Rodgers was on a good career track as a trade-show organizer until 2006, when he was diagnosed with brain cancer. Now he's a passionate advocate of medical marijuana, lives on government disability, and earns a few extra bucks making candles that look like brains.
He was one of several patients who attended a conference in Tucson last month regarding the use of marijuana in medicine.
Rodgers was fishing in Canada when the first seizure struck. He was rushed from the backcountry to a hospital, but doctors didn't find the cause until three months later, after another seizure. The diagnosis is seared in his memory.
"Your tumor is here," his doctor told him while pointing at an x-ray of his head. "You're going to die."
Rodgers was given 18 months to live. Surgeons were able to remove about 80 percent of the tumor in 2007 and told him it probably would come back. They also put him on a chemotherapy regimen, which was when he "got involved in cannabis." He'd tried it a few times in his late teens and early 20s, but this experience was different.
"I took two puffs, and it was incredible," he says. "It made me feel well."
Every day, he smokes a little and eats more. Pot eases his stress and helps him sleep. It helped with the nausea that comes from the chemo drugs he's taking: "I even gained a couple [of] pounds." It helps with the "mild" pain he feels in his head. And, he says, it keeps him from having seizures.
Even more than that, Rodgers believes strongly that the pot has extended his life by slowing growth of the cancer.
The proof, he says, is that he's still alive, five years after his surgery. Still, the cancer did return and Rodgers had another surgery in December. This time, he was told there could be no more operations and that he had three years to live.
Pot, he feels, may be his best chance to beat the odds. He grows seven plants under Nevada's medical-pot law. Besides cooking pot into "edibles," making pot tea, and smoking marijuana occasionally, he also takes pot oil in pill form and turns raw weed into juice, which is rich in cannabidiol (CBD), the second-most-abundant active compound in marijuana behind delta-9 tetrahydrocannabinol (THC).
No hard evidence proves whether pot helps Rodgers' cancer. The possibility exists, nonetheless.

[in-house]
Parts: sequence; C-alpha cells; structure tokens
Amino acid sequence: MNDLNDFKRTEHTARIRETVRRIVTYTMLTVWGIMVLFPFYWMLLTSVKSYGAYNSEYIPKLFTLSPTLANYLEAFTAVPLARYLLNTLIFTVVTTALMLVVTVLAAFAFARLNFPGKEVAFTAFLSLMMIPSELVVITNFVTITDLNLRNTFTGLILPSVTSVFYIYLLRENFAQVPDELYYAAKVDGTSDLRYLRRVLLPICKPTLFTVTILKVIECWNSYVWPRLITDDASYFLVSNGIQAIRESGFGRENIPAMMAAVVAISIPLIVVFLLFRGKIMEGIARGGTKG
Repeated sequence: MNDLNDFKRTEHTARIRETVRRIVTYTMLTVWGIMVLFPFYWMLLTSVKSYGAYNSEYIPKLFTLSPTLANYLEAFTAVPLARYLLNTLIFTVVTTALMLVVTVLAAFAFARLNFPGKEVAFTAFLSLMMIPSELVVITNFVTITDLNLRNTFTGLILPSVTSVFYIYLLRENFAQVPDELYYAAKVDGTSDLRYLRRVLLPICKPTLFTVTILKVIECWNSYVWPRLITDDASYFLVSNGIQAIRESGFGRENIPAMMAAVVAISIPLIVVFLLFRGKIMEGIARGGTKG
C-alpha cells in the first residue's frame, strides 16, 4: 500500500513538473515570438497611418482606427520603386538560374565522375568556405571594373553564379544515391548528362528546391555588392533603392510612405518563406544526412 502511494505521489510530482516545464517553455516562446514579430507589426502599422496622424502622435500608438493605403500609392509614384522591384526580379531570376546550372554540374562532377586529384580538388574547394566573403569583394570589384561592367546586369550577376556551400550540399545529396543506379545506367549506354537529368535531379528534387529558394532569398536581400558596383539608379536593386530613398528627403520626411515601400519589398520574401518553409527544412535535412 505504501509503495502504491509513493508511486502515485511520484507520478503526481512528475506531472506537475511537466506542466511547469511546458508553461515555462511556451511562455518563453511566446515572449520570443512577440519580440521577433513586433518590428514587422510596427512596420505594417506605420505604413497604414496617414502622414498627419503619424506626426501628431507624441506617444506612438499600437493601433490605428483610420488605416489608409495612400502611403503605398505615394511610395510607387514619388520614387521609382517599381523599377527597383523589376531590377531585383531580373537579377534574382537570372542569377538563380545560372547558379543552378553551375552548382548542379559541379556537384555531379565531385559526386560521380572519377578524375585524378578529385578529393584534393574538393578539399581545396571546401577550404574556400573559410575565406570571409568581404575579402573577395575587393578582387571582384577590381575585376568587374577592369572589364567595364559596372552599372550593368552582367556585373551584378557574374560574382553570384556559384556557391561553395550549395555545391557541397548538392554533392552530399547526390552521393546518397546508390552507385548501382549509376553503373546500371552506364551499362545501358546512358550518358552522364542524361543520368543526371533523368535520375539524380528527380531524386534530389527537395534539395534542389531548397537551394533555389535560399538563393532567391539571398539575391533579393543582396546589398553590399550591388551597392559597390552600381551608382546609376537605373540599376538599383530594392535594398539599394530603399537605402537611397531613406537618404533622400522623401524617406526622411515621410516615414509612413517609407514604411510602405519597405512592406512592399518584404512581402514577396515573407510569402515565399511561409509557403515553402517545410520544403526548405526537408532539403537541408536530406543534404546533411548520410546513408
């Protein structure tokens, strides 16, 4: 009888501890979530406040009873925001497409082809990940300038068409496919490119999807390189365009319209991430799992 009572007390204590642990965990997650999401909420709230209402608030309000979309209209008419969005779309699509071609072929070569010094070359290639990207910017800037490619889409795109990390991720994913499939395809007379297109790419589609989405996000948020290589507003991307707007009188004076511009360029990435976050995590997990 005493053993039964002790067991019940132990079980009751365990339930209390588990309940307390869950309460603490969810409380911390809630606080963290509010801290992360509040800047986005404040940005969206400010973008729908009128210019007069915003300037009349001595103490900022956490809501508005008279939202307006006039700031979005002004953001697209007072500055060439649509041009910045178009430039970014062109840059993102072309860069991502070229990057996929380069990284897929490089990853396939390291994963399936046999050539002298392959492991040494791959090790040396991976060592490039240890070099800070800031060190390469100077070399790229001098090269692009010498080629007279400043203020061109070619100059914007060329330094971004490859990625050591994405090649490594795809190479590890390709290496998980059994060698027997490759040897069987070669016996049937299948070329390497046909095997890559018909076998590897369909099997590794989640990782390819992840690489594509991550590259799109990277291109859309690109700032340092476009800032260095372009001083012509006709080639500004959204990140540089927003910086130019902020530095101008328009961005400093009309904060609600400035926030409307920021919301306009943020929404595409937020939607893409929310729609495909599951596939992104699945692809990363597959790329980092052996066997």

THC and CBD have been found in scientific studies to shrink tumors and inhibit the growth of cancer cells.
THC and other cannabinoids, including CBD, "can act as direct anti-cancer agents in multiple types of cancer" both in laboratory cultures and in the human body, according to a 2010 article in the medical journal Molecular Cancer Therapeutics. The article goes on to relate that a study showed THC and CBD were successful in treating glioblastoma, the same type of cancer that Rodgers has.
That study, conducted by researchers at California Pacific Medical Center Research and the University of California-San Francisco, was conducted in a lab and not on humans. It revealed that the combination of THC and CBD is more effective at fighting cancer than either compound alone, a finding that suggests the marijuana plant's ingredients and oils may work together to produce beneficial medical results.
"With the growing evidence showing cannabinoids are effective inhibitors of multiple types of cancer, it is likely that additional clinical trials will be carried out," wrote the authors of the California study. "Combination treatments with cannabinoids" may improve the results of such future trials.
The study didn't address questions that would be important for Rodgers' self-medicating experiment, such as how much marijuana he'd have to consume and how best to consume it to treat his cancer.
Without scientifically valid evidence, all he can do is have faith that marijuana is reducing his tumor, or at least preventing it from getting worse.
"I hope for that every single second of my life," he says grimly.
For millions of patients with cancer, chronic pain, and other maladies, the potential benefits of marijuana can't be discounted.
Many consider marijuana a wonder drug, and the list of ailments that scientists say it benefits is long.
Pot helps more with some things, like nerve pain, appetite stimulation, and nausea, and less with others, such as glaucoma. It's shown at least the potential to help with a wide range of maladies, from Parkinson's disease to arthritis.
More people use the drug these days. One survey based on self-reported information shows that 17.4 million Americans admitted using weed in 2010, up from 14.4 million in 2007. The modern medical-marijuana movement apparently is responsible for the increase.
Sixteen states and Washington, D.C., now have medical-pot laws on the books.
Because of this, people who wanted to try pot previously but were deterred because of the law can now possess it legally. In addition, older generations, who were lied to about the dangers of marijuana, are fading away, replaced by people who are more knowledgeable about the relative safety and therapeutic potential of the drug.